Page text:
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Skidmore College

Players provide a positive influence

February 16, 2018

"You face a lot of challenges in college," says senior Julia Leslie, member of the Skidmore women's soccer team, "but when I came to Skidmore and joined a team, I automatically gained over 20 best friends … having these people to talk through things and look out for you along the way is a great thing."

Girls in sports

Leslie speaks to the many benefits of participating in sports and the special camaraderie formed by female mentorship on teams. It's this experience that she, alongside nearly 80 women athletes at Skidmore, is hoping to share with young girls in the community by participating in Skidmore's 12th annual National Girls and Women in Sports Day (NGWSD).

NGWSD is an occasion celebrated in all 50 states with community-based events that honor the accomplishments of female athletes, the positive influence of sports participation and the continuing struggle for equality for women in sports.

Over the years, Skidmore's NGWSD has given more than 1,000 local girls the opportunity to discover and enjoy sports in a fun and informative clinic setting led by college athletes.

"Each of our teams set up mini-clinics and activities for the girls. You have basketball, lacrosse, soccer, tennis, field hockey, volleyball, rowing … everything really," said Leslie. "Some of the girls that attend don't consider themselves players of a particular sport. But after trying one, they're smiling and having a lot of fun."

This year, Skidmore expanded the program by partnering with Girl Scouts of Northeastern New York for the first time.

"You can't be what you can't see."
— Allison Marinucci, Girl Scouts of Northeastern New York

"You can't be what you can't see," said Allison Marinucci, young women's leadership initiative program manager for the Girl Scouts of Northeastern New York. "This event gives girls an opportunity to be exposed to activities they haven't considered … and a big piece of that is female mentorship. The girls work with students and coaches and think, 'wow this is possible for me.'"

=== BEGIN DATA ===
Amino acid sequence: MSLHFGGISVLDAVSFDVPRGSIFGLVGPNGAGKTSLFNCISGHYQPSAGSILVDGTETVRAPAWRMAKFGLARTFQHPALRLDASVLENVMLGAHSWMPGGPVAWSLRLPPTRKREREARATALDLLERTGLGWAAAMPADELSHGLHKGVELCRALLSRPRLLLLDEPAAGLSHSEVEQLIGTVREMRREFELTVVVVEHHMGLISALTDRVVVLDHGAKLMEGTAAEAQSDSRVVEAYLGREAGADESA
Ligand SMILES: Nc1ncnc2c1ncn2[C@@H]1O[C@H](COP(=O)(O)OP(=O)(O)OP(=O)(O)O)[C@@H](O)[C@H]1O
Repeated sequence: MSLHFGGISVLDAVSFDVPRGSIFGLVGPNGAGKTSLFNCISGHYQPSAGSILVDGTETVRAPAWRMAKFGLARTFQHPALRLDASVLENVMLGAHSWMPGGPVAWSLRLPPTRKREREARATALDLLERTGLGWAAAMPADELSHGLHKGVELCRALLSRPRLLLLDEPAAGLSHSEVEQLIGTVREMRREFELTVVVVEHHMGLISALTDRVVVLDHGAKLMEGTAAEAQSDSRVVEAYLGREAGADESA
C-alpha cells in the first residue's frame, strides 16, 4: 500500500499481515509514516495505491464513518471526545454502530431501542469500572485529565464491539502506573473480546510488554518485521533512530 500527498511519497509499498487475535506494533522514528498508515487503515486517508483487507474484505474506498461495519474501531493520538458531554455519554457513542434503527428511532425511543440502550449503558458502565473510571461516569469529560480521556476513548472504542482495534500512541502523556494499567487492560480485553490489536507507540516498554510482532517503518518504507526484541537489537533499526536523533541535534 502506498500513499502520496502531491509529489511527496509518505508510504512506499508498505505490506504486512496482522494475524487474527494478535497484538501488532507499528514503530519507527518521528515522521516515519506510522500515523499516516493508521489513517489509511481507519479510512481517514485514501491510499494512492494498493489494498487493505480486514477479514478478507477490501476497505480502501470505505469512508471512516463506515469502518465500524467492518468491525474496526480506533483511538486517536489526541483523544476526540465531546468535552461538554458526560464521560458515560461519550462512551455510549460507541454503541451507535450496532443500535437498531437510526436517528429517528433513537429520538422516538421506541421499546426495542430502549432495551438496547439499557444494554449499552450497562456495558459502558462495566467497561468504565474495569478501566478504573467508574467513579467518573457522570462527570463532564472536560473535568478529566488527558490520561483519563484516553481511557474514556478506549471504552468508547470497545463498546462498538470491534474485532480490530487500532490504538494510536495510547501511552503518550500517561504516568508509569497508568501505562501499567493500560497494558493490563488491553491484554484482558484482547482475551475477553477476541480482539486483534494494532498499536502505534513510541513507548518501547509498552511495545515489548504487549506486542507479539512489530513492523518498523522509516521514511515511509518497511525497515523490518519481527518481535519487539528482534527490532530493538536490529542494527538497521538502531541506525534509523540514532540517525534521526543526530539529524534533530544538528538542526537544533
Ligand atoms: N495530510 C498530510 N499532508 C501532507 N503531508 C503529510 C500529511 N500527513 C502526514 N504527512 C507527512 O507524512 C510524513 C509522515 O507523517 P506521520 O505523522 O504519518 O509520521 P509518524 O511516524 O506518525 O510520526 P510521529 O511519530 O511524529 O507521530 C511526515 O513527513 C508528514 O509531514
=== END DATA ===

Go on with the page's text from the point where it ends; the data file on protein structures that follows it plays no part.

Lacey Largeteau, head women's soccer coach at Skidmore, sees the program as a growth opportunity for everyone involved.

"A lot of the girls participating have grown up with us," said Largeteau. "They start as third-graders and come back each year through junior high. At the same time, we have college freshman participating through their senior year … it's special to see everyone growing together, in their own ways."

Above all, the women are focused on creating a safe environment for exploration. "Sisterhood is powerful…making it an all-girls event means there's no fear of failure. They feel comfortable having fun and being silly," said Marinucci.

"When the girls walk away saying, 'Wow I didn't even know rowing existed!' or 'Can we try to find a clinic for that near me?' That just makes you feel good," said Largeteau.

In 1972 (the year the Title IX act was signed) only one in 27 girls played high school sports. Now, that number has risen nationally to two in five. The efforts of Skidmore's athletes will play a role in future growth.

About Skidmore Athletics

The Skidmore Thoroughbreds athletic program offers some of the nation's top sports opportunities. The college is part of the National Collegiate Athletic Association Division III, the Intercollegiate Horse Show Association and a founding members of the Liberty League, allowing Skidmore women to participate in a number of intercollegiate varsity sports, including:

  • Basketball
  • Lacrosse
  • Soccer
  • Softball
  • Volleyball
  • Field hockey
  • Riding
  • Rowing
  • Swimming and diving
  • Tennis

Skidmore students also participate in thriving intramural programs that provide a wide variety of coeducational sports activities at a non-varsity level, including:

  • Alpine skiing
  • Club basketball
  • Club hockey
  • Cycling
  • Fly fishing
  • Martial arts
  • Nordic skiing
  • Polo
  • Quidditch
  • Running
  • Sailing
  • Snow sports
  • Ultimate Frisbee

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